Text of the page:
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Student Buy-In Toward Formative Assessments: The Influence of Student Factors and Importance for Course Success

    Authors: Kathleen R. Brazeal1, Brian A. Couch1,*
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    Affiliations: 1: School of Biological Sciences, University of Nebraska, Lincoln, NE 68588
    AUTHOR AND ARTICLE INFORMATION AUTHOR AND ARTICLE INFORMATION
    • Received 05 September 2016 Accepted 25 January 2017 Published 21 April 2017
    • ©2017 Author(s). Published by the American Society for Microbiology.
    • [open-access] This is an Open Access article distributed under the terms of the Creative Commons Attribution-Noncommercial-NoDerivatives 4.0 International license (https://creativecommons.org/licenses/by-nc-nd/4.0/ and https://creativecommons.org/licenses/by-nc-nd/4.0/legalcode), which grants the public the nonexclusive right to copy, distribute, or display the published work.

    • Supplemental materials available at http://asmscience.org/jmbe
    • *Corresponding author. Mailing address: School of Biological Sciences, University of Nebraska, 204 Manter, Lincoln, NE 68588-0118. Phone: 402-472-8130. Fax: 402-472-2083. E-mail: bcouch2@unl.edu.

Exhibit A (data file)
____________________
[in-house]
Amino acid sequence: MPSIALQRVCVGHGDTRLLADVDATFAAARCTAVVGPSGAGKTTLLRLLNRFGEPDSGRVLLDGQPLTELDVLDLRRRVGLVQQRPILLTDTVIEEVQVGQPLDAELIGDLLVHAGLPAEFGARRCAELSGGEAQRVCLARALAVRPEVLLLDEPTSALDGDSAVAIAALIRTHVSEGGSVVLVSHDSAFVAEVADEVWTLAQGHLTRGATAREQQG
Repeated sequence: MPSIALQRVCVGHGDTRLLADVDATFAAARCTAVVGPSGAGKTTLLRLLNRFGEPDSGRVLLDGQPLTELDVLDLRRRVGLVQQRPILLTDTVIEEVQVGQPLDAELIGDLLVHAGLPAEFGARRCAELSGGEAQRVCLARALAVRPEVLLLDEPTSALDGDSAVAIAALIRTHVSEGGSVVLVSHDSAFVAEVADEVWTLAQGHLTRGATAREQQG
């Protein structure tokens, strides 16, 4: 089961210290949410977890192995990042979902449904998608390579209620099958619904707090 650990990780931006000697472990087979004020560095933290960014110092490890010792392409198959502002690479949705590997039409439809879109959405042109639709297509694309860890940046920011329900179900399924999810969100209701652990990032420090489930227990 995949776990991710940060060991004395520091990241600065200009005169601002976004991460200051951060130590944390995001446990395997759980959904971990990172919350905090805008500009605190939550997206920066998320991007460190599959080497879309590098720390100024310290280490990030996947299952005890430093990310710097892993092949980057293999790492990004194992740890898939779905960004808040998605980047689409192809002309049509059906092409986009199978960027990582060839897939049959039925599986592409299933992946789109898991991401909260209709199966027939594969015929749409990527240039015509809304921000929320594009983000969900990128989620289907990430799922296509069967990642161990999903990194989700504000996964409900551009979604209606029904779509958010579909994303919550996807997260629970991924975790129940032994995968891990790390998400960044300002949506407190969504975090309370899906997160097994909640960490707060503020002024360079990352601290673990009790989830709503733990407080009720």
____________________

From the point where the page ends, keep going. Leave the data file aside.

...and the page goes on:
Source: J. Microbiol. Biol. Educ. April 2017 vol. 18 no. 1 doi:10.1128/jmbe.v18i1.1235
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    Abstract:

    Formative assessment (FA) techniques, such as pre-class assignments, in-class activities, and post-class homework, have been shown to improve student learning. While many students find these techniques beneficial, some students may not understand how they support learning or may resist their implementation. Improving our understanding of FA buy-in has important implications, since buy-in can potentially affect whether students fully engage with and learn from FAs. We investigated FAs in 12 undergraduate biology courses to understand which student characteristics influenced buy-in toward FAs and whether FA buy-in predicted course success. We administered a mid-semester survey that probed student perceptions toward several different FA types, including activities occurring before, during, and after class. The survey included closed-ended questions aligned with a theoretical framework outlining key FA objectives. We used factor analysis to calculate an overall buy-in score for each student and general linear models to determine whether certain characteristics were associated with buy-in and whether buy-in predicted exam scores and course grades. We found that unfixed student qualities, such as perceptions, behaviors, and beliefs, consistently predicted FA buy-in, while fixed characteristics, including demographics, previous experiences, and incoming performance metrics, had more limited effects. Importantly, we found that higher buy-in toward most FA types predicted higher exam scores and course grades, even when controlling for demographic characteristics and previous academic performance. We further discuss steps that instructors can take to maximize student buy-in toward FAs.

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/content/journal/jmbe/10.1128/jmbe.v18i1.1235
2017-04-21
2017-09-19

Abstract: